Armchair drama

8th June 2017

Next Thursday, 15 June, as part of the conference Britain, Canada and the Arts at Senate House in London, which I have helped to draw together, I am introducing a special screening (open to all) of two television drama productions from the ground-breaking series Armchair Theatre. The context is an exploration of the pioneering producer Sydney Newman who came to Britain in 1958 after working for Canadian television. There’s lots I want to write about the two exceptional dramas that we’ll show, and I intend to do that over the next couple of days, but first let me enthuse about the interest and quality of both – and suggest that the screening, which is open to all, is something that you might want to put into your schedule.

Armchair Theatre was started by the ITV company ABC Television before Sydney Newman arrived in Britain, but its Sunday night strand quickly became associated with his commitment to original dramas engaged with contemporary issues. This screening is a rare opportunity to see two of the surviving productions, the first a social drama of working-class life and the other an ambitious tale of the space race with an intriguing Canadian connection. The pairing also highlights the talents of two of the directors who first worked with Newman at CBC in the mid-1950s and then followed him to Britain, Ted Kotcheff and Chalres Jarrott.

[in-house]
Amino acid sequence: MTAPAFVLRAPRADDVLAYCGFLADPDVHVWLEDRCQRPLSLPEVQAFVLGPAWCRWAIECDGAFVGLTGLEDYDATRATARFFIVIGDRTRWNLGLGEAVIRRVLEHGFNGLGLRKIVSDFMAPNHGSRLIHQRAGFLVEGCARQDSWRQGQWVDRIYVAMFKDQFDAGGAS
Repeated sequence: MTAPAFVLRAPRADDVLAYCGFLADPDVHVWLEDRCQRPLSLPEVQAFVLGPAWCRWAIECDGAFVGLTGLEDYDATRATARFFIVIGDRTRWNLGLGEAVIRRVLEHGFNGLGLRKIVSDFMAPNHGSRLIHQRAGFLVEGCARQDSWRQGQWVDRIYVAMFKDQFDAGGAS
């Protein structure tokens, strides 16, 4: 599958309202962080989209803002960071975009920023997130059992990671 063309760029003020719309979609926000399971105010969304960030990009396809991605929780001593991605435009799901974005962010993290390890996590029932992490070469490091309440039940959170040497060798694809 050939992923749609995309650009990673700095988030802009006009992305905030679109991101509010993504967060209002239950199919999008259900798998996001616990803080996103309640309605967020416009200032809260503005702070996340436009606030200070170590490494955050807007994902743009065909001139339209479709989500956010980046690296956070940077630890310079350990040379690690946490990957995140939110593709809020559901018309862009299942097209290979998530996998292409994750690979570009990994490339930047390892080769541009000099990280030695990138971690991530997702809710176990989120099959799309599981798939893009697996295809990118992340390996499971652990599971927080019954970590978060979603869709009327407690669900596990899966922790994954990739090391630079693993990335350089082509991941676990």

Lena, O My Lena (1960)

Writer: Alun Owen; director: Ted Kotcheff; producer: Sydney Newman; 50 minutes.

Alun Owen’s play is set in a Lancashire factory, and is among the most distinguished examples of the series’ social realist drama. A cross-class tale of love, it features Peter McEnery (pictured above) as a young student and Billie Whitelaw as a hard-bitten factory worker. Director Ted Kotcheff demonstrates an innovative approach to the developing conventions of studio drama and draws exceptional performances from a cast that also includes Colin Blakely.

The Man Out There (1961)

Writer: Donal Giltinan; director: Charles Jarrott; producer: Sydney Newman; 50 minutes.

Patrick McGoohan is a Russian astronaut who is trapped in orbit by malfunctioning equipment. Freak electric storms mean that the only person he can communicate with is Marie, played by Katharine Blake, who is herself caught in blizzard in a remote Canadian cabin. He has to work out how to get home, she has to deal with a mortally ill child. Imaginative direction by Jarrott enlivens this space race tale shown just a month before Yuri Gagarin became the first man in space.

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